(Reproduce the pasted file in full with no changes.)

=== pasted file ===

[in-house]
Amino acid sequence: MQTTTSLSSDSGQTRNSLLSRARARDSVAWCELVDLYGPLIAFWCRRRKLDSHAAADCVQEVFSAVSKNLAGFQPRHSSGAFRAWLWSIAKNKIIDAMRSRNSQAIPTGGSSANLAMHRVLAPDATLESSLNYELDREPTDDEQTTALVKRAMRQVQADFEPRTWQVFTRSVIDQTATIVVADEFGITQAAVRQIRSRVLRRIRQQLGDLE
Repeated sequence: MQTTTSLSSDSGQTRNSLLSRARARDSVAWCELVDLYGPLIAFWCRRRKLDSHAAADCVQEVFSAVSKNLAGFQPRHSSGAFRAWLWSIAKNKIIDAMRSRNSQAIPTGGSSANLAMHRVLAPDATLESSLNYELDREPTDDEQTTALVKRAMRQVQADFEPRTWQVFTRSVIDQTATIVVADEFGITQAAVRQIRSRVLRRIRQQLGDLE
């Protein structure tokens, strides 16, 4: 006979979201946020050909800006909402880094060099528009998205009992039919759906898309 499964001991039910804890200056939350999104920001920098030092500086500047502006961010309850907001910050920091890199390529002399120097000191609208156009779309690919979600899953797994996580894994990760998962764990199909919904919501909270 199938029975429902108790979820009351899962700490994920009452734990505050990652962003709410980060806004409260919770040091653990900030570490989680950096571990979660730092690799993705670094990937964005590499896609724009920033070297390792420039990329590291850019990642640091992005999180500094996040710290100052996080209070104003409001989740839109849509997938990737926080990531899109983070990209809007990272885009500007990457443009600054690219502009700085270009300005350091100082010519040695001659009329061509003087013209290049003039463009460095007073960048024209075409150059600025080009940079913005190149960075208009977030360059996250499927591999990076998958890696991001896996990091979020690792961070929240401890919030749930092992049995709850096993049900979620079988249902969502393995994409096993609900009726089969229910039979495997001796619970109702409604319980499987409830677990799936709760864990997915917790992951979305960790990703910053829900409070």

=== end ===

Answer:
[in-house]
Amino acid sequence: MQTTTSLSSDSGQTRNSLLSRARARDSVAWCELVDLYGPLIAFWCRRRKLDSHAAADCVQEVFSAVSKNLAGFQPRHSSGAFRAWLWSIAKNKIIDAMRSRNSQAIPTGGSSANLAMHRVLAPDATLESSLNYELDREPTDDEQTTALVKRAMRQVQADFEPRTWQVFTRSVIDQTATIVVADEFGITQAAVRQIRSRVLRRIRQQLGDLE
Repeated sequence: MQTTTSLSSDSGQTRNSLLSRARARDSVAWCELVDLYGPLIAFWCRRRKLDSHAAADCVQEVFSAVSKNLAGFQPRHSSGAFRAWLWSIAKNKIIDAMRSRNSQAIPTGGSSANLAMHRVLAPDATLESSLNYELDREPTDDEQTTALVKRAMRQVQADFEPRTWQVFTRSVIDQTATIVVADEFGITQAAVRQIRSRVLRRIRQQLGDLE
């Protein structure tokens, strides 16, 4: 006979979201946020050909800006909402880094060099528009998205009992039919759906898309 499964001991039910804890200056939350999104920001920098030092500086500047502006961010309850907001910050920091890199390529002399120097000191609208156009779309690919979600899953797994996580894994990760998962764990199909919904919501909270 199938029975429902108790979820009351899962700490994920009452734990505050990652962003709410980060806004409260919770040091653990900030570490989680950096571990979660730092690799993705670094990937964005590499896609724009920033070297390792420039990329590291850019990642640091992005999180500094996040710290100052996080209070104003409001989740839109849509997938990737926080990531899109983070990209809007990272885009500007990457443009600054690219502009700085270009300005350091100082010519040695001659009329061509003087013209290049003039463009460095007073960048024209075409150059600025080009940079913005190149960075208009977030360059996250499927591999990076998958890696991001896996990091979020690792961070929240401890919030749930092992049995709850096993049900979620079988249902969502393995994409096993609900009726089969229910039979495997001796619970109702409604319980499987409830677990799936709760864990997915917790992951979305960790990703910053829900409070």